Story of a Student turned Teacher This work is considered exceptional by our editorial staff.

April 26, 2010
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Did you ever wonder what it is like being a teacher in a school where you were once a student? Running into old teachers, having odd conversations, and moving to the other side of the room could all cause extremely awkward situations. Would you give easier tests or fewer assignments?

Mr. Blue is an ex-student at Roslyn High School. He recently graduated from Columbia Teacher’s College. He was as substitute teacher at Roslyn and Manhasset before getting a permanent teaching job half way through the year at Roslyn. I recently sat down with him to see how he has transitioned to the other side of the classroom.

Ethan: Why did you want to become a teacher?

Mr. Blue: I was inspired by my past teachers. They showed me how rewarding and exciting sharing knowledge is with my students and they showed me that being a teacher is such a gratifying occupation.

E: What led you to become specifically a social studies teacher? Are there any past teachers that influenced you to become a social studies teacher?

B: I always viewed social studies as a powerful tool that could be used in someone’s life. It lets people engage in critical thinking and it can be used throughout someone’s everyday life. Some past teachers that influenced me were Mr. Mumma, Mr. Davis, and Mr. Coggin. They were amazing teachers who showed me how amazing the world of social studies could be.

E: Why did you become a teacher within Roslyn?

B: I was very fortunate. After I graduated from Columbia Teacher College this summer, I was looking for a job. I was teaching as a sub in Roslyn and Manhasset. When Ms. Kim went out, they asked me to fill in for her. I was extremely fortunate to get that type of opportunity.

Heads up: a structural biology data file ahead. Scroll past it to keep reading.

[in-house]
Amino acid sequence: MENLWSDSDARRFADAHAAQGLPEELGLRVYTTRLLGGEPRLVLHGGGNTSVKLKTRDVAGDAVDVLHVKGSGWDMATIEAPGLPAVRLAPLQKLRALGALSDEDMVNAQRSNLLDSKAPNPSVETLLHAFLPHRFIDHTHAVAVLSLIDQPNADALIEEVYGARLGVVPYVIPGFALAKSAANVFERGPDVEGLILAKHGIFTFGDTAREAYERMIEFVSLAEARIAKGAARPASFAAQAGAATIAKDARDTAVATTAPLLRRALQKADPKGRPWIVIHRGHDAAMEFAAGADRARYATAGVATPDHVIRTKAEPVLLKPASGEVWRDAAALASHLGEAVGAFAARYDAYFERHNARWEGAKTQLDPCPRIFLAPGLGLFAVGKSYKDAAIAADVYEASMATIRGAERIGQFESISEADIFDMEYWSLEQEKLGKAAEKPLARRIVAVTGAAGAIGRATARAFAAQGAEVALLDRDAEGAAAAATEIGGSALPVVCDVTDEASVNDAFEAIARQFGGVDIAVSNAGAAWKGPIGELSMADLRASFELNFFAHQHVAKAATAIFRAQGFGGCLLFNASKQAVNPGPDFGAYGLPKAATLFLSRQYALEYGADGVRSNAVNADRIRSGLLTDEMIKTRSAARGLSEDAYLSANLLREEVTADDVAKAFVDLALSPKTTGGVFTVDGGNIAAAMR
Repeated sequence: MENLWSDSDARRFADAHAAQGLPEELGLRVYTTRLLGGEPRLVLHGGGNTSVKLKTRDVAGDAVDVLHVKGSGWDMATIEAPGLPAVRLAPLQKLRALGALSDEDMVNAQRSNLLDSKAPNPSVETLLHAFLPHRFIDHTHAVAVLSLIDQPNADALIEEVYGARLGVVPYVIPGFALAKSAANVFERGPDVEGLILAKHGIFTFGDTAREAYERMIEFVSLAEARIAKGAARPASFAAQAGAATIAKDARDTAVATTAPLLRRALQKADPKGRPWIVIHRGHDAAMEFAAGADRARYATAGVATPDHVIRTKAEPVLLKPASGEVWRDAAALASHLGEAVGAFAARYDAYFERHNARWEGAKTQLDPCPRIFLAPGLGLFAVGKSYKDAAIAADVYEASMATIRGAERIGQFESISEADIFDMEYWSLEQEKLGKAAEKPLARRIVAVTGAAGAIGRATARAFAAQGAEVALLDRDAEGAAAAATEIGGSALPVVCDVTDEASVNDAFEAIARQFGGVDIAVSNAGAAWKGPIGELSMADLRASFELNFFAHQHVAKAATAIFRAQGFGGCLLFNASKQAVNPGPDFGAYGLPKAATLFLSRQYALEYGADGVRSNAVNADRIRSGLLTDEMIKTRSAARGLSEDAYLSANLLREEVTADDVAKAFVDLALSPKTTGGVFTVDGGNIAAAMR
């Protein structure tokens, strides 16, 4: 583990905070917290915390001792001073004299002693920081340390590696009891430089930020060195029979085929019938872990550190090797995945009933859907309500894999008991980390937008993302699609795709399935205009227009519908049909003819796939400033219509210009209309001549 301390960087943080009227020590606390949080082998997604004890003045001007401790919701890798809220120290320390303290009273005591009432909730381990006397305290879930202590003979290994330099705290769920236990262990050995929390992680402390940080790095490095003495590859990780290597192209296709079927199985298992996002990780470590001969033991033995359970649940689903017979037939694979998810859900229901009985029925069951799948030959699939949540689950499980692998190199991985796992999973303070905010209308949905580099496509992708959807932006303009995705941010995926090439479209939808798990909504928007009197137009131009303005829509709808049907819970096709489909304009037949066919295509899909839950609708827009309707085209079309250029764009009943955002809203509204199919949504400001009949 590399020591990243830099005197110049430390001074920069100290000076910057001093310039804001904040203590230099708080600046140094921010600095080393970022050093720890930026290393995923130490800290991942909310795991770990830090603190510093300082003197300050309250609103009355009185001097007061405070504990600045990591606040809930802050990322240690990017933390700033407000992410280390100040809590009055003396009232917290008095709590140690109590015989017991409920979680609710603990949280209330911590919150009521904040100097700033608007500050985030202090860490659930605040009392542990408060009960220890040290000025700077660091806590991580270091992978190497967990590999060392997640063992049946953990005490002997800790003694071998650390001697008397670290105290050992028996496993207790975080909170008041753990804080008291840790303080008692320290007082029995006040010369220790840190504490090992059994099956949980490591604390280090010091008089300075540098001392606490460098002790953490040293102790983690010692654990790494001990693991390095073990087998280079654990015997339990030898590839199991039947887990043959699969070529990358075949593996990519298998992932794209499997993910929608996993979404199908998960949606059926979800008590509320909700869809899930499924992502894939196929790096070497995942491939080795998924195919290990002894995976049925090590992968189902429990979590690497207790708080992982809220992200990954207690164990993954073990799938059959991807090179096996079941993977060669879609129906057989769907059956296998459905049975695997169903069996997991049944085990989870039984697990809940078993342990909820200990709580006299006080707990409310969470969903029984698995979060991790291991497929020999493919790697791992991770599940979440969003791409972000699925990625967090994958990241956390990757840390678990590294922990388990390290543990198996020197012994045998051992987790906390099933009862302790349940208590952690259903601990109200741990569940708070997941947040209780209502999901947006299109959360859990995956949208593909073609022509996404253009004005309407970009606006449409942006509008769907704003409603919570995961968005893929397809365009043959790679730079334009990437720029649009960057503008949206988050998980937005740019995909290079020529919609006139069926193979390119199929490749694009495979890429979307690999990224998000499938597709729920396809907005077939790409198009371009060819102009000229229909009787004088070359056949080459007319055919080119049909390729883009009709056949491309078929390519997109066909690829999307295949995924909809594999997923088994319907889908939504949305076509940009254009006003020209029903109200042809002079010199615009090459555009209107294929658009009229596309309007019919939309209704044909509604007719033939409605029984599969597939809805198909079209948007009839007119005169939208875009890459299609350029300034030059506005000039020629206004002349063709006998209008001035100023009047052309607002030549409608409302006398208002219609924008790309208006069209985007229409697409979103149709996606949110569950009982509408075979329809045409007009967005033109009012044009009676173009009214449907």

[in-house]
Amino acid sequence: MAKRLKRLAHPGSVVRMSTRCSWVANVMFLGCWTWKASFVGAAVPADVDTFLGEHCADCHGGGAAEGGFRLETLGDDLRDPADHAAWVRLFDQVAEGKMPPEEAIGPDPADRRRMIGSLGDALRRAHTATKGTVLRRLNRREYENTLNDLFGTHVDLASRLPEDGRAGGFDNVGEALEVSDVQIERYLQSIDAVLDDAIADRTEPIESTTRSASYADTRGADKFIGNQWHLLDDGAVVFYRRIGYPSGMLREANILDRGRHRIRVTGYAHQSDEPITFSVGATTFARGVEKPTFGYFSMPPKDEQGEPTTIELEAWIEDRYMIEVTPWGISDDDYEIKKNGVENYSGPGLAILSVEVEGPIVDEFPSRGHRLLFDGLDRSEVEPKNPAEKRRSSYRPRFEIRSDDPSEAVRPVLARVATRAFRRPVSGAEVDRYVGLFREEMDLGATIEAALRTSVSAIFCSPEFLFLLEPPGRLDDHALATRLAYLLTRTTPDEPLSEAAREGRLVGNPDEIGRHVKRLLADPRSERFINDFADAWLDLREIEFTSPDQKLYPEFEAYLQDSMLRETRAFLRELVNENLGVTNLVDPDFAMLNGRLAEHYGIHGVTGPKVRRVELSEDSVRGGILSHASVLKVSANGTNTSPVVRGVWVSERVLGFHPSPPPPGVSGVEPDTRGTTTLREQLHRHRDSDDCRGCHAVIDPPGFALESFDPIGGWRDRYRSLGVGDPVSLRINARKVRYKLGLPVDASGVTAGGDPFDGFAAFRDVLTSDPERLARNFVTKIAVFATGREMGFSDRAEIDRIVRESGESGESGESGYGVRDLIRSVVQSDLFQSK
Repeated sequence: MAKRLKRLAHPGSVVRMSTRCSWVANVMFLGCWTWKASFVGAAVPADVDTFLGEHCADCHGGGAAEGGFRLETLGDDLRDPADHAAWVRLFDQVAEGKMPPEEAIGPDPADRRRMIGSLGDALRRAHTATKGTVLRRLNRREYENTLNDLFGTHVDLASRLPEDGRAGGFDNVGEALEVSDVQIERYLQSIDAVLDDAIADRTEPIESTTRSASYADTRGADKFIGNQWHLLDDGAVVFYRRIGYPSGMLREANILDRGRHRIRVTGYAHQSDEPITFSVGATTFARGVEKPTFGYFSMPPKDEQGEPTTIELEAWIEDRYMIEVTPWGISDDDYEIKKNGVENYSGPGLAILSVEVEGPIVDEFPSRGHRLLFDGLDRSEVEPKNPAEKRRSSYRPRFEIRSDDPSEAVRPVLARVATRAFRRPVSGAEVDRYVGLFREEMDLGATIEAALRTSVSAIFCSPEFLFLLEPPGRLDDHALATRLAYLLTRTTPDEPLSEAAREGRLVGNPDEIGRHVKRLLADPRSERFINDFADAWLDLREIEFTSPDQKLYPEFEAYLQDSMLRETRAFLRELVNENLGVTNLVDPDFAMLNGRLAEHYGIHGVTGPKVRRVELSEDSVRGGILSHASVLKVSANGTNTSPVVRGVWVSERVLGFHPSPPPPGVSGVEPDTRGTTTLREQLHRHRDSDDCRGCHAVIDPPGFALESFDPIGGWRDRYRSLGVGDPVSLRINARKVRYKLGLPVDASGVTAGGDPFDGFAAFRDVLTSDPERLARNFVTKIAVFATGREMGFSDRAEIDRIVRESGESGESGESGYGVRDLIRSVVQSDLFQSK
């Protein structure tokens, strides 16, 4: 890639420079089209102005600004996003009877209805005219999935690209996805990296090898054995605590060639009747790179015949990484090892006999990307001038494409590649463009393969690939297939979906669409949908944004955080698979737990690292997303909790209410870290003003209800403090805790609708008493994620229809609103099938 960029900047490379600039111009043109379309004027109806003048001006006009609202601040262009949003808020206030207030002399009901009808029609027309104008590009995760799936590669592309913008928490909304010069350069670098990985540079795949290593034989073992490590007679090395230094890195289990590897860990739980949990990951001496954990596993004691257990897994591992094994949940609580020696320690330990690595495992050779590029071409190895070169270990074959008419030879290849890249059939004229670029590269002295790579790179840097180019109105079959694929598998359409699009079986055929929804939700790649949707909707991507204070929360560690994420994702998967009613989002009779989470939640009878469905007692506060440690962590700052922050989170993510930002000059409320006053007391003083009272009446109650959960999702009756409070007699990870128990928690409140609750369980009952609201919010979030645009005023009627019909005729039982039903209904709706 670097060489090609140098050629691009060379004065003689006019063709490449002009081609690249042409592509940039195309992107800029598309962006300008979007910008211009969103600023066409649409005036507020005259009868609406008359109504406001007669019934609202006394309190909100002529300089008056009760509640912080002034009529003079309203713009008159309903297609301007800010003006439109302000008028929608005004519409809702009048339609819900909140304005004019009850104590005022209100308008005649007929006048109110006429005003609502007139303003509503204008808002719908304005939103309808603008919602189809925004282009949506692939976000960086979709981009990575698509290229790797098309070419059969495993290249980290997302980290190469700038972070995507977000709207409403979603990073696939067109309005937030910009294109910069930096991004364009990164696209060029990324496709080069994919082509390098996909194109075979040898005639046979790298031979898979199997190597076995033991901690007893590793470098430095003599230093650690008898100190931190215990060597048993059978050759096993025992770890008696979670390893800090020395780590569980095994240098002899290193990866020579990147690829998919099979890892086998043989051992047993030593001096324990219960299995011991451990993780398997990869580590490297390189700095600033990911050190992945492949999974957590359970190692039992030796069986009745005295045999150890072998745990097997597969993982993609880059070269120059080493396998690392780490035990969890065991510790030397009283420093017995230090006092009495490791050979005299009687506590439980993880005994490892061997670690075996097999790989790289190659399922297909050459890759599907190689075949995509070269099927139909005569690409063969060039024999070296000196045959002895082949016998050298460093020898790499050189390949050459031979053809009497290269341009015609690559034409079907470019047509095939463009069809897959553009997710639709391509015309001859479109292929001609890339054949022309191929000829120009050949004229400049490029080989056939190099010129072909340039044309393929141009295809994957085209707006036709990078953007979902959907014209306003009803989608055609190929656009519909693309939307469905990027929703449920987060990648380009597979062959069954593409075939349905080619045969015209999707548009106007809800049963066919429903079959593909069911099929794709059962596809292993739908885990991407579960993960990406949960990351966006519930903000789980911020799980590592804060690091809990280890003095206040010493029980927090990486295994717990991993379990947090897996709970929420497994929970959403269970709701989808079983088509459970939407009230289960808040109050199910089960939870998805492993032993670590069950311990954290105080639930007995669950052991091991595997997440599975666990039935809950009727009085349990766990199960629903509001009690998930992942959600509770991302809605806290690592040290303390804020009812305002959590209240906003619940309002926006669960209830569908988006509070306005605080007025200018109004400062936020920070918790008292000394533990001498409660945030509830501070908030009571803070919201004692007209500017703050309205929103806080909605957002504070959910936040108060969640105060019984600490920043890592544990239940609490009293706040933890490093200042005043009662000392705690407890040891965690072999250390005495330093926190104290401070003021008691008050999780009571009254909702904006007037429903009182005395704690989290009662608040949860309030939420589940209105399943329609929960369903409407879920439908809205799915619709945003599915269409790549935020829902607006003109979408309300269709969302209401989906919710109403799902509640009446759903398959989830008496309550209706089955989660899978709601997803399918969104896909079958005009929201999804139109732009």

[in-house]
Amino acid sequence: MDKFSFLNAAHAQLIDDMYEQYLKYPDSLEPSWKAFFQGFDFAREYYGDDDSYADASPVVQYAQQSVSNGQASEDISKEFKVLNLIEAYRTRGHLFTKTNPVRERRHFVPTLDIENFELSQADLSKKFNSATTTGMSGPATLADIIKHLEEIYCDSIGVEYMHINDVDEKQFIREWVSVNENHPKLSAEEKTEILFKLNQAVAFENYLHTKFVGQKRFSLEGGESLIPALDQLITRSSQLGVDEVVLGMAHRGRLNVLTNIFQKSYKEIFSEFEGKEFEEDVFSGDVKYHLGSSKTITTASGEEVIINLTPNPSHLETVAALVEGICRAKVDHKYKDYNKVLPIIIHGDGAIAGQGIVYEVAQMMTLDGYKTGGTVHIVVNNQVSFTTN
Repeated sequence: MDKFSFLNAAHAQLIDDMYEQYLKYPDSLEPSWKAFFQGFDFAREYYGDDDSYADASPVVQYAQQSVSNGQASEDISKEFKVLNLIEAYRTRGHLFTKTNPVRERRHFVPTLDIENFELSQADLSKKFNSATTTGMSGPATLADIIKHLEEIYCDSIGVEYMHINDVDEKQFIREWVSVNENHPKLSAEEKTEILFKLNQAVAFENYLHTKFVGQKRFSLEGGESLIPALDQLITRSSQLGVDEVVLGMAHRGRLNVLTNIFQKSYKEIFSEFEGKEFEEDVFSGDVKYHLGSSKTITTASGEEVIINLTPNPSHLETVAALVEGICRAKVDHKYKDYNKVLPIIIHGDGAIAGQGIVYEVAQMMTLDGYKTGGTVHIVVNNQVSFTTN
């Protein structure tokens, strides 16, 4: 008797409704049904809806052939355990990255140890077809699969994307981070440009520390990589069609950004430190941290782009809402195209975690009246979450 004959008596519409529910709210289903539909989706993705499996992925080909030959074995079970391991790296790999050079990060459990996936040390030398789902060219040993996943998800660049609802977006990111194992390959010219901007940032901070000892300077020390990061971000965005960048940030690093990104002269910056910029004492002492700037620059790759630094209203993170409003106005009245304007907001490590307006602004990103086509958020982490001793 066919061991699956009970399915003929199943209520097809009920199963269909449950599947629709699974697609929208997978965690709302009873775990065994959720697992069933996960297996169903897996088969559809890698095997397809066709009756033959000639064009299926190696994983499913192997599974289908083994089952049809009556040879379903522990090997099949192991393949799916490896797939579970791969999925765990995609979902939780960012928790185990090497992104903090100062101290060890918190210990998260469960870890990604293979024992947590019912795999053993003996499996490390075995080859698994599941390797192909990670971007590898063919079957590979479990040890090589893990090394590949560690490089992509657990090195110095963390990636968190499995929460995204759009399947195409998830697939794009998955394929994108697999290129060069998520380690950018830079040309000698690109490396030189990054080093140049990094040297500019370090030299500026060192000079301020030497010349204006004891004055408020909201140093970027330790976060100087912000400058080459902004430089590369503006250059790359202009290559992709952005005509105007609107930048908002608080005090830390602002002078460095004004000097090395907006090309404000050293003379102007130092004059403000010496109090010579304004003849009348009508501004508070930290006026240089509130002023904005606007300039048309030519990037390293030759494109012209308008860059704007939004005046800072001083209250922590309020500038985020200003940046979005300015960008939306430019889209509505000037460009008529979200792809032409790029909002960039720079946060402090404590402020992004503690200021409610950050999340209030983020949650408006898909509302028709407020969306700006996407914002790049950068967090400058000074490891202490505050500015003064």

E: Did your experiences as a student, cause you to become a teacher?

B: Mr. Mumma’s class in 10th grade always made me think more about how the world worked and that is what really helped me to become a teacher.

E: If so, is there a specific moment that you remember that influence you most?

B: One memory really pushed into the world of teaching more then anything else. In Mr. Mumma’s in 10th grade, he would always talk about the Pendulum of Politics of Society. He put fascism and socialism on the opposite sides of the pendulum. They would be opposite philosophies, but how they would ultimately end up on the same path. That was the eureka moment for me. Mr. Mumma talked about the circle of society and that is what really pushed me into the field of teaching.

E: Is it odd to be a teacher in the school in which you were once a student?

B: There are some odd moments. The first day being on the opposite side of the classroom was a little odd. Most of the time though, it is very normal and I am treated very kindly by all of the other teachers, and I am treated as an equal

E: If so, what odd moments have you encountered as a teacher?

B: It’s not really one moment, but that when ever I see any of my old teachers. I can call most teachers by their first name, but I can never call Mr. Mumma, Mr. Davis, or Mr. Coggin by their first names.

E: Do you still feel like a student in the school or do you feel like a teacher?

B: My mindset is definitely more like being a teacher. Acting like a student would create the wrong feeling in my classroom. It wouldn’t feel normal if I was talking on the same level as my students and I didn’t try to teach my class in a productive way.

E: Why do you feel more like a student/teacher?

B: I feel more like a teacher because my ex-teachers really helped me realize how I have to act. The period of when I was a sub really gave me a chance to learn what it is like to be a teacher and that really helped me in the end.

E: Do you think you resemble any teaching styles or tendencies your previous teachers once had?

B: I think I resemble some of my teachers’ tendencies, but I think I differ the most by giving more notes and going over them more. I think it is important for teachers to give notes to make sure that the student’s understand and can do better on tests. The style I resemble most is all of my teachers asking questions. They always asked info question, analytical questions, and connection questions and I think they really helped me.